• Behold the idea of networked individualism Barry Wellman – University of Toronto The turn by people from groups to social networks = a new social operating system Networked Individuals April 14, 2010 8
    • Technology has helped people change their networks • Bigger • Looser • More segmented • More layered = • More liberated • More work • More important as sources of support and information, filters, curators, audience Networked Individuals April 14, 2010 9
    • Big societal forces pushing us toward networked individualism • Affluence and affordable technology • Expanding consumer options • Income and wealth volatility • Job security and longevity • Rise of free agency and freelancing • Changes in family composition, roles, responsibilities • Trends towards management of retirement and health care • Rise of DIY politics and religion Networked Individuals April 14, 2010 10
    • 9 ways the inform and influence ecosystem has changed in the digital age and pushed along networked individualism Networked Individuals April 14, 2010 11
    • Information ecosystem change – 1 Volume of information grows Networked Individuals April 14, 2010 12
    • Networked Individuals April 14, 2010 13
    • Information ecosystem change – 2 The variety of info sources increases and democratizes and the visibility of new creators is enhanced in the age of “social media.” Networked Individuals April 14, 2010 14
    • Social networking 57% of online adults use social network sites 73% of online teens use them Networked Individuals April 14, 2010 15
    • Picture sharing ~50% of online adults post pictures online ~70% of online teens do that Networked Individuals April 14, 2010 16
    • Posting comments on websites/blogs 26% of adults post comments on sites Networked Individuals April 14, 2010 17
    • Twitter 19% of adults use Twitter or other status update methods 8% of teens use them Networked Individuals April 14, 2010 18
    • Blogs 11% of online adults keep blogs 14% of online teens keep them >40% of internet users read blogs Networked Individuals April 14, 2010 19
    • Information ecosystem change – 3 People’s vigilance for information changes in two directions: 1) attention is truncated (Linda Stone) 2) attention is elongated (Andrew Keen; Terry Fisher)
    • Information ecosystem change – 4 Velocity of information increases and smart mobs emerge 84% of online adults are in a group with online presence ~50% belong to listservs or regular group emails ~40% get email or text alerts Networked Individuals April 14, 2010 21
    • Information ecosystem change – 5 Venues of intersecting with information and people multiply and the availability of information expands to all hours of the day and all places people are Networked Individuals April 14, 2010 22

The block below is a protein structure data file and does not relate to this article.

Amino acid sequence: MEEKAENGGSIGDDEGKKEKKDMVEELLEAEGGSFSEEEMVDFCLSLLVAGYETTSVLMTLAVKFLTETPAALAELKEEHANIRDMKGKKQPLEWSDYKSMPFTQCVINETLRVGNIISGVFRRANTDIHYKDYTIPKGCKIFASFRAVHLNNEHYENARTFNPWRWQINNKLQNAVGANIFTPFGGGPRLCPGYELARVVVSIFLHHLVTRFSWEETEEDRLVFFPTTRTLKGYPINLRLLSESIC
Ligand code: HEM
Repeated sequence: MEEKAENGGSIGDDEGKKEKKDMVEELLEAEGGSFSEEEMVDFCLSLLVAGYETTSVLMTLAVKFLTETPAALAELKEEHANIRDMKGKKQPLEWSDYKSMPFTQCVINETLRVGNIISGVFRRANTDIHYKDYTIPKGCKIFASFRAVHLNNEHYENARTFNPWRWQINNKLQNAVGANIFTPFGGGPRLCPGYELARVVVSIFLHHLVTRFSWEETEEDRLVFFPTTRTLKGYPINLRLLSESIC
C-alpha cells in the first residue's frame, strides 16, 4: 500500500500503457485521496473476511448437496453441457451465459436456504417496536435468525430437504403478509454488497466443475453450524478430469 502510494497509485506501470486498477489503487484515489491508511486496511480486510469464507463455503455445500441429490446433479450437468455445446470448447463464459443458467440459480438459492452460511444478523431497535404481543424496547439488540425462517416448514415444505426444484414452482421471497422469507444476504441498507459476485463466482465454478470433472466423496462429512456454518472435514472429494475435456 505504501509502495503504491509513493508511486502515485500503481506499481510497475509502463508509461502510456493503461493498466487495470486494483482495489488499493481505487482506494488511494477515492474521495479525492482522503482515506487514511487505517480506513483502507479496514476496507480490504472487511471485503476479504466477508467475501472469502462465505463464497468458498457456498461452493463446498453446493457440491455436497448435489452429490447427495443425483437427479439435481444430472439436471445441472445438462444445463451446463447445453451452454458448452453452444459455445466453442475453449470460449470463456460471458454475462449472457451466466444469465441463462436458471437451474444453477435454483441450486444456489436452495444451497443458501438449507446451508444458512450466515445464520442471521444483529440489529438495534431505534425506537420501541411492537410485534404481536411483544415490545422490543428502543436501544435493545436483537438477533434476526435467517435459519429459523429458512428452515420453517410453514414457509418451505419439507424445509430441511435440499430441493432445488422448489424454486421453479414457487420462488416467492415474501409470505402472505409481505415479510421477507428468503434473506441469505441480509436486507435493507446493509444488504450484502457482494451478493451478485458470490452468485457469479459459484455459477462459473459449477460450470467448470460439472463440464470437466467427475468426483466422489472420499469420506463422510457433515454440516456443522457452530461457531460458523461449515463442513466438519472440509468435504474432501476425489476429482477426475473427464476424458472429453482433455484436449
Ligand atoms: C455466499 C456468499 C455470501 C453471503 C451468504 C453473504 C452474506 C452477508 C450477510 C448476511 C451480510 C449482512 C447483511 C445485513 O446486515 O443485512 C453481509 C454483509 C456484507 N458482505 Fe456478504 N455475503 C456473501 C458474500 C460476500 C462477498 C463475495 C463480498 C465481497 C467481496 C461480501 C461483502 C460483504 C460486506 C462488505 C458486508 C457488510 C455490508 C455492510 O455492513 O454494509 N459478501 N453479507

• Information ecosystem change – 6 The vibrance and 1) Augmented Reality immersive qualities of media environments makes them more compelling places to hang out and interact -- Metaverse Roadmap Project Networked Individuals April 14, 2010 23
    • Information ecosystem change – 6 The vibrance and 2) Mirror Worlds immersive qualities of media environments makes them more compelling places to hang out and interact -- Metaverse Roadmap Project Networked Individuals April 14, 2010 24
    • Information ecosystem change – 7 Valence (relevance) of information improves – search and customization get better as we create the “Daily Me” and “Daily Us” ~40% of online adults get RSS feeds ~35% customize webpages Networked Individuals April 14, 2010 25
    • Information ecosystem change – 8 Voting on and ventilating about information proliferates as tagging, rating, and commenting occurs and collective intelligence asserts itself 31% of online adults rated person, product, service Networked Individuals April 14, 2010 26
    • Information ecosystem change – 9 Social networks become more vivid and meaningful. Media-making is part of social networking. “Networked individualism” takes hold. Networked Individuals April 14, 2010 27
    • Networked Individuals … have a different … • Sense of information availability – it’s ambient and “I control the playlist” • Sense of time – it’s oriented around “continuous partial attention” and then intense digging • Sense of community and connection – it’s about “absent presence” as much as its about “membership” • Sense of the rewards and challenges of networking for social, economic, political, and cultural purposes – new layers and new audiences Networked Individuals April 14, 2010 28
    • The dark sides of networked individualism? • Tech-induced isolation • Tech-induced distractions – danger and diversions • Loss of privacy • Social balkanization and intensifying extremism • Failures of “information markets” • New tools for bad people and bad groups Networked Individuals April 14, 2010 29
    • Why good social networks (and social networking) matter • Healthier • Wealthier • Happier • More civically engaged = better communities ----------------------------- • Diversity makes a difference – you creating “bridging” and “bonding” social capital • Size of network makes a difference – you add to people’s deposits of social capital Networked Individuals April 14, 2010 30
    • Thank you! Lee Rainie Director Pew Internet & American Life Project 1615 L Street NW Suite 700 Washington, DC 20036 Email: Lrainie@pewinternet.org Twitter: http://twitter.com/lrainie 202-419-4500 Networked Individuals April 14, 2010 31